Seoul-born New York City-based artist Anicka Yi, winner of the 2016 edition of the prestigious Hugo Boss Prize, uses a laboratory approach in her works that encompasses scientific research and transformative processes. Deploying data collection and sensory perception, Yi highlights the ephemerality of organisms and bacteria. Using her medium as a means to evoke a unique embrace of science, technology and life itself, she questions the idea of monumental art: “Where do all these objects go, in the huge vaults of history?”
The artist has a longstanding interest in scent and its link to memory; Yi sometimes uses smell in her installations to evoke specific references: “I think we could learn a lot more from taping our other senses and cultivating our other senses,” she has stated. Yi has dabbled with a myriad of eccentric mediums, one of them includes tempura fried flowers. This sees her developing a close working relationship with MIT scientists to effectively carry out her olfactive projects.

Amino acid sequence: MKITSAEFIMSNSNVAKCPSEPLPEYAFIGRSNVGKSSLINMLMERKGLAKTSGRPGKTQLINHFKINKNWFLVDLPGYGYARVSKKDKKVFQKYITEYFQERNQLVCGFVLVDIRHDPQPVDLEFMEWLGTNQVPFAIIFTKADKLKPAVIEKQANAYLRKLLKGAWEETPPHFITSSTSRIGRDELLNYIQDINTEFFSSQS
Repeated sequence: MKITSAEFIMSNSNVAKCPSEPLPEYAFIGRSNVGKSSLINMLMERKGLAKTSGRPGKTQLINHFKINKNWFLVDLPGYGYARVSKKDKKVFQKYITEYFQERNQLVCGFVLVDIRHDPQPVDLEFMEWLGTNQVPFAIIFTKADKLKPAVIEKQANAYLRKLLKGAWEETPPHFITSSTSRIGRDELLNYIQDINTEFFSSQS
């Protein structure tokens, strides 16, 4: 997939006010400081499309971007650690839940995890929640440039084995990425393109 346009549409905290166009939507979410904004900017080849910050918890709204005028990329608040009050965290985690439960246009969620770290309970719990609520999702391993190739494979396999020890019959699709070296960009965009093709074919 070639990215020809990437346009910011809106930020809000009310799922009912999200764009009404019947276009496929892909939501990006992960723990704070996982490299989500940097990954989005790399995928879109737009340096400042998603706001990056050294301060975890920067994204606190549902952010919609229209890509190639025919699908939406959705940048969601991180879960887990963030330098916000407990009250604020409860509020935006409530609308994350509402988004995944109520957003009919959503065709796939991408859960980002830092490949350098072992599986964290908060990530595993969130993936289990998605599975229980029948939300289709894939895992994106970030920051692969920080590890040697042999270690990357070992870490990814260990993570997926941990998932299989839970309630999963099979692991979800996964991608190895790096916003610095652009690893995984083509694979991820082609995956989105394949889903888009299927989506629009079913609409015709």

Her work is among the collections of the Cleveland Museum of Art, the Fondation d’entreprise Galeries Lafayette in Paris, the Los Angeles County Museum of Art, and the Whitney Museum of American Art in New York.
Yi was selected as the — somewhat unexpected — winner of the Hugo Boss Prize in October, from a shortlist of six finalists that included Tania Bruguera, Mark Leckey, Ralph Lemon, Laura Owens and Wael Shawky.
The jury explained its decision in a statement: “We admire the unique embrace of discomfort in her experiments with technology, science, and the plant and animal worlds, all of which push at the limits of perceptual experience in the ‘visual’ arts.”
Yi is the 11th artist to receive the biennial prize, which was established in 1996 to highlight achievements within contemporary art. The prize expanded into another branch, the Hugo Boss Asia Art Award, in 2013, focusing on upcoming Asian talents.
See a video presention of her work here: https://www.guggenheim.org/exhibition/the-hugo-boss-prize-2016